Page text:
Myths and legends still figure prominently in modern speculative fiction works, albeit in reimagined or subverted forms, such as the graphic novel The Mythology Class by Arnold Arre (Quezon City: Alamat Comics,1999).

Epics (in the Philippines we speak of ethno-epics[6]) are considered the most direct ancestor of the fantasy tale. These long stories essentially consist of an oral narration of the adventures and trials of a revered folk hero. Sadly, as important as they are to Filipino culture, they have been less of an influence on modern speculative fiction compared to indigenous myths and legends. One of the few to have any impact was Biag ni Lam-Ang which is pre-colonial in origin.

Biag ni Lam-Ang (“Life of Lam-Ang”), tells the story of his extraordinary birth, his various quests aided by magical animal companions, as well as his death and resurrection. It became the subject of a metrical romance in the early 20th century, as well as various comic book adaptations in the 1970s, a movie, an animated film and even a musical theatre production.  

Lam-Ang, from “Kagitingan at Pag-asa” by Crisanto Aquino in the CCP Encyclopedia of Philippine Art: Philippine Literature, Volume 9 (Cultural Center of the Philippines, 1994)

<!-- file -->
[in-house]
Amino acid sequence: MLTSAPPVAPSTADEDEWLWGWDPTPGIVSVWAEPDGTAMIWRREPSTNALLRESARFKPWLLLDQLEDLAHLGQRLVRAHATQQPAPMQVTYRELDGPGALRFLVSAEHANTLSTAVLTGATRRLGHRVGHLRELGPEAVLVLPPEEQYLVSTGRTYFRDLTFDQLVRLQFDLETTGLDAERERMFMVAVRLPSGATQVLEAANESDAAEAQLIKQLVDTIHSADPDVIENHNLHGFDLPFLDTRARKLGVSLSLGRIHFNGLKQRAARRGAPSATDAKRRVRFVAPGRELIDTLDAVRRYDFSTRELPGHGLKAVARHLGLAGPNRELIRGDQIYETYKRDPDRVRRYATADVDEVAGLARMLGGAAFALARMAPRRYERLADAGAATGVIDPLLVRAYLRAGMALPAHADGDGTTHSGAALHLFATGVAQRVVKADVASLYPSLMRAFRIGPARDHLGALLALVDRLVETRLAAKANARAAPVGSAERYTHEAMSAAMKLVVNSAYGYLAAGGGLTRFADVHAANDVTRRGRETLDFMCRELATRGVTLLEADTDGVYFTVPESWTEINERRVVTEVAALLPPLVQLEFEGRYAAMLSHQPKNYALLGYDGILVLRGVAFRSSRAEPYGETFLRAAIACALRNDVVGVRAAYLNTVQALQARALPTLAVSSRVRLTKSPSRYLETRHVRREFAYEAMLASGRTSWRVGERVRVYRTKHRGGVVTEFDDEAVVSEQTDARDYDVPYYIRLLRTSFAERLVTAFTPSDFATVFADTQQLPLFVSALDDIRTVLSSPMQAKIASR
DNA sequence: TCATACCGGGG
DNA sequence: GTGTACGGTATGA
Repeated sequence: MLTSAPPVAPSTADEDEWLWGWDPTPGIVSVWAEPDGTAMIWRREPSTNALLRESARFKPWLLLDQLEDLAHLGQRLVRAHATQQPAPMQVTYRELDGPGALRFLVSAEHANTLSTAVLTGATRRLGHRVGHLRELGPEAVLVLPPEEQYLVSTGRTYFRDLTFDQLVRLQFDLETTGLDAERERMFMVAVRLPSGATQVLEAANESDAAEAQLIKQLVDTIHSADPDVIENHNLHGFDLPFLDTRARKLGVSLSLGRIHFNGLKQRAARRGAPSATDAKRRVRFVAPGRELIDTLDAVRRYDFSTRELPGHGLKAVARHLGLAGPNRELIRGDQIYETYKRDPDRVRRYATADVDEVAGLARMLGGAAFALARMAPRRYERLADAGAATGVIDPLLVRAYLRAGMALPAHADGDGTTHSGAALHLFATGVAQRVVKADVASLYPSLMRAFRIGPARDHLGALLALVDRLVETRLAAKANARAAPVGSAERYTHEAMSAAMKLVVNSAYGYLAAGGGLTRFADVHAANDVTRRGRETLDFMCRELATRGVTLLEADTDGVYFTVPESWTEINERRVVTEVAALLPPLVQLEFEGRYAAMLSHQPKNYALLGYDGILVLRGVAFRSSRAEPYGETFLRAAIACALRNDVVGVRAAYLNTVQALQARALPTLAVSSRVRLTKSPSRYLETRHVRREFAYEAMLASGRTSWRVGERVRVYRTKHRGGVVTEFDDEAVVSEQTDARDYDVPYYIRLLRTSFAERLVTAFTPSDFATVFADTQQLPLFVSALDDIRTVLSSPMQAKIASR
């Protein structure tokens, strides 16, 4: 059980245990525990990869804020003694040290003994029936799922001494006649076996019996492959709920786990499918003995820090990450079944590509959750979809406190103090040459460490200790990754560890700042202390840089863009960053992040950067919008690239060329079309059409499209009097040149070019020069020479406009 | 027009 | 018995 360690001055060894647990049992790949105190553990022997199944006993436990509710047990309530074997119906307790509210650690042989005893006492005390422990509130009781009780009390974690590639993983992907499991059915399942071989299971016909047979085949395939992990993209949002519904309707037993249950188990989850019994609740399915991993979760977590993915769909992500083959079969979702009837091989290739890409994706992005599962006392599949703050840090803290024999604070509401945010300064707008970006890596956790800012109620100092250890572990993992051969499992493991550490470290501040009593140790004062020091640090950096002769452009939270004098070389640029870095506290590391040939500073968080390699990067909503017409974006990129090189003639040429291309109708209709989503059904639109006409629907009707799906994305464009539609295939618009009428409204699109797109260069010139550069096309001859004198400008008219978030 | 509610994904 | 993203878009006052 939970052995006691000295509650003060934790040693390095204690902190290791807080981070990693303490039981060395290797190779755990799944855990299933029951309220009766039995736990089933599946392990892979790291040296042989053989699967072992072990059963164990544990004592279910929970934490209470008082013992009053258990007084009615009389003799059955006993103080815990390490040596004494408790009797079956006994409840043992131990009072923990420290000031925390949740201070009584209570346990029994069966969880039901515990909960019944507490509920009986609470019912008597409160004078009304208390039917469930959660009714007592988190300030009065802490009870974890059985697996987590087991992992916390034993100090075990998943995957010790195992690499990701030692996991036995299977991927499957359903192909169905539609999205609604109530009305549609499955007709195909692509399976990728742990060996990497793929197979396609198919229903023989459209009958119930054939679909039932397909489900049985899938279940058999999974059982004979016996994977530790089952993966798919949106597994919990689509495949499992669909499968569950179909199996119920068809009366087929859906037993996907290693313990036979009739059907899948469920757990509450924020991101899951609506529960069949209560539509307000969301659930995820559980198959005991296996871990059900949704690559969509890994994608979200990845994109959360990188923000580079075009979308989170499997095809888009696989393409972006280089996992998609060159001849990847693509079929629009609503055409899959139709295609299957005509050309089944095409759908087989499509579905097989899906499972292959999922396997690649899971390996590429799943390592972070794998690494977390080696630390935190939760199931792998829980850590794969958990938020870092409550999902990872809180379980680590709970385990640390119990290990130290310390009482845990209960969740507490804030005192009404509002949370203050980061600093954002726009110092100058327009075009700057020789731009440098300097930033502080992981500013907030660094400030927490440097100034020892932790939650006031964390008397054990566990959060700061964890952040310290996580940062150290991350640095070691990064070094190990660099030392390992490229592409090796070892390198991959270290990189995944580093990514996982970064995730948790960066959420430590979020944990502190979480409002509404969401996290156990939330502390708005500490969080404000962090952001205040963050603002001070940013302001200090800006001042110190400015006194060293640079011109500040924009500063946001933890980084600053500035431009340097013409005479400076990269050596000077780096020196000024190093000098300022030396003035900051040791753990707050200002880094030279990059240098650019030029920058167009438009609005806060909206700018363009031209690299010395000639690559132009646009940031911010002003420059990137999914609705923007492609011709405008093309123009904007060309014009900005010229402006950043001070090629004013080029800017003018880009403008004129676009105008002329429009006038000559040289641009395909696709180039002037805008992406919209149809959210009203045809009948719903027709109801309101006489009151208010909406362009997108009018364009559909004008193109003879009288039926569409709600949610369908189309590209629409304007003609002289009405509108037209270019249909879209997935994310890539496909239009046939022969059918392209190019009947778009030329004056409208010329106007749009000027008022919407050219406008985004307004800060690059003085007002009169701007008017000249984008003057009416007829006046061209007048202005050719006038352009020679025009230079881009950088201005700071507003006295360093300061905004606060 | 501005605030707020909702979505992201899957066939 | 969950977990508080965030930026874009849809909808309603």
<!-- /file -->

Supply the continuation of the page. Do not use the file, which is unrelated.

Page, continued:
Let’s Start with (Philippine) Metrical Romance

The most popular genre of fiction during the 18th and 19th centuries was the metrical romance or chivalric romance, a type of narrative poem which in Europe developed from traditional myths and fables and was typically centered on courtly love, knights, and chivalric deeds. This genre wholeheartedly embraced fantastical elements and was a forerunner of the modern fantasy genre.

In the Philippines, metrical romance in vernacular languages (particularly Tagalog) took on two forms: the awit (a poetic narrative verse set in dodecasyllabic quatrains) and the korido (a poetic verse narrative set in octosyllabic quatrains). Like the epics that preceded them, these tales of chivalry were made to be sung and chanted.

 Numerous works in Tagalog (around 200 titles were known to have been published[7]), Bicolano, Ilonggo, Kapampangan, Ilocano and the Pangasinan language were written during this period. Interestingly, while metrical romances are not speculative fiction per se, there has been no other time in Philippine history where fantasy-adjacent genre stories were the most accepted and feted literary works.